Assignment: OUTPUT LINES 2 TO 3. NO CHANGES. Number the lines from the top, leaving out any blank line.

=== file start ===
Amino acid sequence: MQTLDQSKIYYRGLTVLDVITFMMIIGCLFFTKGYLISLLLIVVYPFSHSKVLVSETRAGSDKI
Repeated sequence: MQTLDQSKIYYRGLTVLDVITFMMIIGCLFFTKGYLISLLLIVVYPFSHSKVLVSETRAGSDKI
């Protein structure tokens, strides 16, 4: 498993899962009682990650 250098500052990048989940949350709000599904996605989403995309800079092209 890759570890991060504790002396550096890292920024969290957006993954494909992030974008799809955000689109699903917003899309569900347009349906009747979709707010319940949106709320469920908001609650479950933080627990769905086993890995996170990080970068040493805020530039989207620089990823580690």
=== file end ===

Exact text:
Repeated sequence: MQTLDQSKIYYRGLTVLDVITFMMIIGCLFFTKGYLISLLLIVVYPFSHSKVLVSETRAGSDKI
């Protein structure tokens, strides 16, 4: 498993899962009682990650 250098500052990048989940949350709000599904996605989403995309800079092209 890759570890991060504790002396550096890292920024969290957006993954494909992030974008799809955000689109699903917003899309569900347009349906009747979709707010319940949106709320469920908001609650479950933080627990769905086993890995996170990080970068040493805020530039989207620089990823580690």